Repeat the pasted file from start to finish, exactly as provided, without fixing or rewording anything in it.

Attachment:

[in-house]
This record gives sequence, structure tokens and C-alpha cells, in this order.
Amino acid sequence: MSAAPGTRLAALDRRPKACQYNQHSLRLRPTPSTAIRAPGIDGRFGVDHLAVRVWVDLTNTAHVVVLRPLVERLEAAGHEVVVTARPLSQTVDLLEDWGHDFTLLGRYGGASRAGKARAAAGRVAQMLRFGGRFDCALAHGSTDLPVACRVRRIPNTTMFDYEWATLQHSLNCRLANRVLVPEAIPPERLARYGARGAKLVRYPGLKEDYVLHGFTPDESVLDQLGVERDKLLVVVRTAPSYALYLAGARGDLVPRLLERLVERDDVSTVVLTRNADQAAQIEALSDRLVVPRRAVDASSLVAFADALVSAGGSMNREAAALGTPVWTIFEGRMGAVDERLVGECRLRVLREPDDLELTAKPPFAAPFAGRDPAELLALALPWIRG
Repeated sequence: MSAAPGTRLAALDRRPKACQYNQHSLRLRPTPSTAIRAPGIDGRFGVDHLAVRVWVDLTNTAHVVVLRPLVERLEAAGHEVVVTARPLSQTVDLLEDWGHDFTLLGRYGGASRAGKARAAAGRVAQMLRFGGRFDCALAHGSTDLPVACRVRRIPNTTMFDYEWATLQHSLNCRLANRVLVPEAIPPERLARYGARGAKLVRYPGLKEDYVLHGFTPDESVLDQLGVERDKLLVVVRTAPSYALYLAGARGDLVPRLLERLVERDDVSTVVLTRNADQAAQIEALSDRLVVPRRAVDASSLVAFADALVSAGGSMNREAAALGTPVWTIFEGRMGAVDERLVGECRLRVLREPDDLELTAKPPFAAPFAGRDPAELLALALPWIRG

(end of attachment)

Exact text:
[in-house]
This record gives sequence, structure tokens and C-alpha cells, in this order.
Amino acid sequence: MSAAPGTRLAALDRRPKACQYNQHSLRLRPTPSTAIRAPGIDGRFGVDHLAVRVWVDLTNTAHVVVLRPLVERLEAAGHEVVVTARPLSQTVDLLEDWGHDFTLLGRYGGASRAGKARAAAGRVAQMLRFGGRFDCALAHGSTDLPVACRVRRIPNTTMFDYEWATLQHSLNCRLANRVLVPEAIPPERLARYGARGAKLVRYPGLKEDYVLHGFTPDESVLDQLGVERDKLLVVVRTAPSYALYLAGARGDLVPRLLERLVERDDVSTVVLTRNADQAAQIEALSDRLVVPRRAVDASSLVAFADALVSAGGSMNREAAALGTPVWTIFEGRMGAVDERLVGECRLRVLREPDDLELTAKPPFAAPFAGRDPAELLALALPWIRG
Repeated sequence: MSAAPGTRLAALDRRPKACQYNQHSLRLRPTPSTAIRAPGIDGRFGVDHLAVRVWVDLTNTAHVVVLRPLVERLEAAGHEVVVTARPLSQTVDLLEDWGHDFTLLGRYGGASRAGKARAAAGRVAQMLRFGGRFDCALAHGSTDLPVACRVRRIPNTTMFDYEWATLQHSLNCRLANRVLVPEAIPPERLARYGARGAKLVRYPGLKEDYVLHGFTPDESVLDQLGVERDKLLVVVRTAPSYALYLAGARGDLVPRLLERLVERDDVSTVVLTRNADQAAQIEALSDRLVVPRRAVDASSLVAFADALVSAGGSMNREAAALGTPVWTIFEGRMGAVDERLVGECRLRVLREPDDLELTAKPPFAAPFAGRDPAELLALALPWIRG